But deadly deployments are still not a satisfactory explanation, according to the report. Combat deaths have been falling steadily since 2007, the study notes, as suicide rates have continued to rise.

Four Times as Many Active-Duty and Military Veterans Have Died as a Result of Suicide Rather than Combat
And numbers of troops deployed to Iraq and Afghanistan have dwindled from hundreds of thousands to just a few thousand troops, the DoD reported some of its highest suicide rates in 2018, 2019 and 2020.

There’s also the general demands of military life to consider, from long hours and separations from families to, notably, the prevalence of sexual trauma.

There’s also a culture that values pushing distress aside in service of the group, putting the mission above any one person’s needs,despite a decade of ever-increasing research, support and an attempt to de-stigmatize struggles with mental health.

“Military life is exhausting, and the high operational tempo limits time for reflection,” according to the report. “Further, the dominant masculine identity that pervades the military is one that overwhelmingly favors machismo and toughness. Asking for help during trauma or suicidal ideation, then, is necessarily at odds with military culture; ‘acknowledging mental illness is likely to be viewed as a sign of weakness and a potential threat to their careers.’ “

Even so, there is a disconnect somewhere, between currently serving troops and veterans.

DoD data shows that the majority of active-duty suicides are carried out by service members who have never deployed. Suicides among veterans, however, are much more common for those with combat experience.

It’s possible, then, that the snowballing effects of post-traumatic stress and traumatic brain injuries ― two key risk factors for suicide ― might not come to a head until after a service member has separated, when their sense of belonging and mission gives way to a search for a new identity, where many feel isolated from their civilian friends and family.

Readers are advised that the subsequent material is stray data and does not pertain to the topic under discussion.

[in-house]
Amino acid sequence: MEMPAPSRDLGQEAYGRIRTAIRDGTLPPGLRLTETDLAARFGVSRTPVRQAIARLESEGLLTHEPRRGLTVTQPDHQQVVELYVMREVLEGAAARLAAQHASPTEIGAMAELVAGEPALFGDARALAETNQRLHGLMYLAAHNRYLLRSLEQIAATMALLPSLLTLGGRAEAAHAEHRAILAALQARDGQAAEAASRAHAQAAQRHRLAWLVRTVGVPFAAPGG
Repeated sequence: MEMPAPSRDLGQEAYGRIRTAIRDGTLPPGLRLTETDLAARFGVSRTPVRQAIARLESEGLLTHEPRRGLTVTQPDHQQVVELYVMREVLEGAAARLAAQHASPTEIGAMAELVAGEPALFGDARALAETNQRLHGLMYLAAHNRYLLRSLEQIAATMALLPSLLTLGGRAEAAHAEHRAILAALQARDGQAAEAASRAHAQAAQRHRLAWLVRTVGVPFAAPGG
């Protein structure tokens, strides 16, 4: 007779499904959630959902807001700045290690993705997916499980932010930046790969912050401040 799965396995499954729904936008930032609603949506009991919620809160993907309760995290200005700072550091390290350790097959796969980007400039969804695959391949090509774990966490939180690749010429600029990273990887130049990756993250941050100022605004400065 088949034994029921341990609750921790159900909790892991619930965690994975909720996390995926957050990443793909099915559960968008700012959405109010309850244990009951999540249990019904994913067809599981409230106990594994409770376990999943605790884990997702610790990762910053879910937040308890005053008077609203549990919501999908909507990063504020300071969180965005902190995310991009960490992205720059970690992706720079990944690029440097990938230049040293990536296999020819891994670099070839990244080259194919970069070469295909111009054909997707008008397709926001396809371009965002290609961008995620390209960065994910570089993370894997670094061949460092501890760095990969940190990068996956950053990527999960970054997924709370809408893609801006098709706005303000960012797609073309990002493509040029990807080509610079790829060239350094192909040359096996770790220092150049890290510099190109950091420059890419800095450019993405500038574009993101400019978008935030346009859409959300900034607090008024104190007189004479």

“The VA 2020 National Veteran Suicide Prevention Annual Report reveals the suicide rate of veterans overall and adjusted for age and sex is 1.5 times that of the general population,” according to the report. “This rate is likely a conservative one because, unlike earlier reports, the VA only counts veterans who were federally activated, leaving out reservists and National Guardsmen who were not federally activated.”

Similarly, DoD’s numbers may be off for active-duty suicides, “by as much as half,” according to the report, because of the way it investigates and determines whether a death is a suicide.

“For example, the DoD may not count overdoses, single-vehicle wrecks, weapon misfires, and the like as completed suicides; reconstructing a narrative of suicide is prone to error,” according to the report.

While the Defeat ISIS mission will continue in Iraq, the end of the war in Afghanistan might give the the services a chance to reset and reevaluate.

“The military needs to promote help-seeking attitudes and frame them positively,” according to the report. “Accordingly, medical screenings for PTSD, TBIs, depression and suicidal ideation must be universal, communicated across all channels, and taken seriously. That polytraumas and repeated TBIs are so commonplace should motivate changes in if and how service members are redeployed.”

And lastly, some form of reintegration into civilian society is a must, programs like “Operation Phoenix” provided by greyteam.org in Boca Raton, Florida are proving this to be an invaluable tool in the war on suicide.

Free travel to our location using Veterans Choice, VA Mission Act and Veterans Community care
Veterans Addiction Treatment

PTSD and Substance Use Disorders Are a Vicious Cycle for Veterans